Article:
An illustrator and I put up a Kickstarter campaign to fund publication of our new children’s book — and we've succeeded. So what have we learned?
I think this is a question worth answering. Kickstarter has become, so it says, the largest funder of creative projects in the world. Assuming this is true, it’s pretty revolutionary — because this is not a corporate funder, not Sony or Disney or Scholastic; it’s a crowd-sourcing funder. Almost anyone can now easily become a front-end contributor to the creative economy. You can pledge as little as $10 to support a project. And just about anyone with a creative project, like a new kids’ book, now has the chance to get it funded and launched.
But about three-quarters of Kickstarters fail. To give a campaign its best shot, Kickstarter itself gives you some good advice. Do a good, short, genuine video. Offer affordable rewards. Solicit good critical feedback, and tweak carefully before you launch. (You can find this advice and more by going to the very bottom of the www.kickstarter.com home page and selecting Kickstarter School.)
So what can we add?
Briefly, on May 15, illustrator Sarah-Lee Terrat, a professional artist for several decades who is also my sister, and I put up our Kickstarter for Treasure Town, our “bridge into reading” chapter book for grades 1-3. There’s a big need for good, original early chapter books, and our story centers on three kids in a Florida beach town who are searching for the legendary buried treasure of Jean Lafitte, King of the Pirates in the 19th century Gulf of Mexico. Because Lafitte was real, and the glorious treasure he boasted of burying has never been found, we were able to infuse true pirate history and geography into a story that’s hilariously illustrated, that’s a lot of fun, and that we have found is very motivating for young emerging readers.
The goal we set was to raise $5,000 or more in Kickstarter pledges within 30 days. You can exceed your goal by any amount; but if you fall short, you don’t get a dime. We hit and passed our goal in the first 10 days. At this writing, we have 82 backers, who have pledged from $10 up to $1,000, mostly for one of our offered rewards — and with 12 days to go we’ve raised $6,325 that will go toward design, printing, and promotion of Treasure Town.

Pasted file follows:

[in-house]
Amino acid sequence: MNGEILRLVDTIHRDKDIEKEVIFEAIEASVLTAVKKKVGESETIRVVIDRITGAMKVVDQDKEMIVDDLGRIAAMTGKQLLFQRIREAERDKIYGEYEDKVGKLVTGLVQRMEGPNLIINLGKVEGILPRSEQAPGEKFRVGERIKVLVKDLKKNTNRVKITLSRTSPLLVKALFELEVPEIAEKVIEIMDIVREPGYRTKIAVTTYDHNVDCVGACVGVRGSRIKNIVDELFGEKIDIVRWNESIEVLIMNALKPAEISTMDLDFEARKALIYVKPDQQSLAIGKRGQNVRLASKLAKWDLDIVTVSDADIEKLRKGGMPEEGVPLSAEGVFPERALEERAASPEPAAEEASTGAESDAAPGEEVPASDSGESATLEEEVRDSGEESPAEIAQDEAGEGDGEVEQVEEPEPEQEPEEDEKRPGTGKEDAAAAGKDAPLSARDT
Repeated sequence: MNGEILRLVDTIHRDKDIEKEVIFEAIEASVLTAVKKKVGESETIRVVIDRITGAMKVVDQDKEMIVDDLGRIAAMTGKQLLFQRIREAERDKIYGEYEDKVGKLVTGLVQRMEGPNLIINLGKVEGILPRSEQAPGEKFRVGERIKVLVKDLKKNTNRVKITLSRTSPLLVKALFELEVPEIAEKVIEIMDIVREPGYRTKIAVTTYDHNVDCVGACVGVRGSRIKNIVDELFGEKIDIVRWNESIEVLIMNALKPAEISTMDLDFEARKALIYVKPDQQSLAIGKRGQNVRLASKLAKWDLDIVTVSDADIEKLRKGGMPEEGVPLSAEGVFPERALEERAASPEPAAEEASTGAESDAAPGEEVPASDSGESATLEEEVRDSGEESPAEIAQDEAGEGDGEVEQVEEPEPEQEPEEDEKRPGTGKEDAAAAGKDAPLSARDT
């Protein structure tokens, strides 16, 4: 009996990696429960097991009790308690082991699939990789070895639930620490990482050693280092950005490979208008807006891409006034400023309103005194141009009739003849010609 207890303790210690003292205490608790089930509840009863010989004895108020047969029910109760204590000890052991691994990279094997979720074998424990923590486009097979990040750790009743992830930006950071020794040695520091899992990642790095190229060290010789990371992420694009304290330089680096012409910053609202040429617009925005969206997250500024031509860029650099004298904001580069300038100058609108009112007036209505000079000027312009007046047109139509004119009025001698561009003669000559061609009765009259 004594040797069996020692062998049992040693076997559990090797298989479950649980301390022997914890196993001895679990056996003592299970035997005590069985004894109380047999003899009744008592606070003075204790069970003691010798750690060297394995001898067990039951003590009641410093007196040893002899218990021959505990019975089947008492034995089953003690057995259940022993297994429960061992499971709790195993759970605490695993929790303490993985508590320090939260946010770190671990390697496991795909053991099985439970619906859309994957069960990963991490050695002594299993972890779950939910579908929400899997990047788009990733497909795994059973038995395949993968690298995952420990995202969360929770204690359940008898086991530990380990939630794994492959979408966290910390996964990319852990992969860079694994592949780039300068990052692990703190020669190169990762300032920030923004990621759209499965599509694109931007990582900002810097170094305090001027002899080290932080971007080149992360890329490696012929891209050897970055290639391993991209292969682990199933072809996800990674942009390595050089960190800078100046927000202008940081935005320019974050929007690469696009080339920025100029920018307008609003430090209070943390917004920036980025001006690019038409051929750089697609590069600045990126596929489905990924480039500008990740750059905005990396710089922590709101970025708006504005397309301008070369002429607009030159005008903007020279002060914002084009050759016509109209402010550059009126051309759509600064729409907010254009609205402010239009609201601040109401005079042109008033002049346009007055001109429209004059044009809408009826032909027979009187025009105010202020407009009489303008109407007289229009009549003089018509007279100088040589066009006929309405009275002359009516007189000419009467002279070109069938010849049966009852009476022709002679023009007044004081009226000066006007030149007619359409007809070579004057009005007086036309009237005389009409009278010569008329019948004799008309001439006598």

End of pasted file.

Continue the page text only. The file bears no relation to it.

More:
So. Here, beyond Kickstarter’s basic advice, is what I think we’ve learned:
1. Set a goal you can reach. We worked from August till May to prepare our project, doing a video we’re proud of (even though we were completely clueless at the start), that features second and third graders to whom I read Treasure Town last fall. You need to do that, you need to work hard — but if you set a very high goal, it’s pretty likely (sorry) that your investment will come to nothing. Better to set a goal you can achieve, even though, as we’ve seen, the frequency of pledging may slow down if you pass your goal early on.
2. You have to work your own networks. Especially for a children’s book, the hope that your Kickstarter might go viral is almost surely a fantasy. There are many, many projects now seeking crowd-funding support — and the ones best-positioned to catch many random eyes tend to be the cool new consumer products. Maybe also movies and music. Kids’ books ... not so much. So we compiled long email lists of friends and potential supporters, and we sent out hundreds of individually targeted messages. This, for us, is what worked.
3. This is a new creative economy — and people like to be part of your project. We offered folks a fun, colorful t-shirt — but so far almost no one has wanted that. What they have wanted, along with signed copies of Treasure Town, is a way into the creative process. We’ve offered original sketches from the making of the book, and got a number of takers. We also promised to thank, by name, everyone who pledges at least $10 in the Acknowledgments at the back of Treasure Town.
For us, the most inspiring result of all this is that simply that people — 82 of them so far — have backed us. Creative work can be lonely, and you’re up against so much competition, so much likelihood of rejection and failure. Kickstarter, and other sites like it, offer the new opportunity to build on what we believe in: that original books, music, and movies matter. That people want to see the work we do — and that, given the chance, they will back it.
I’m not saying this is easy, or without risk. I am saying it’s a whole new world.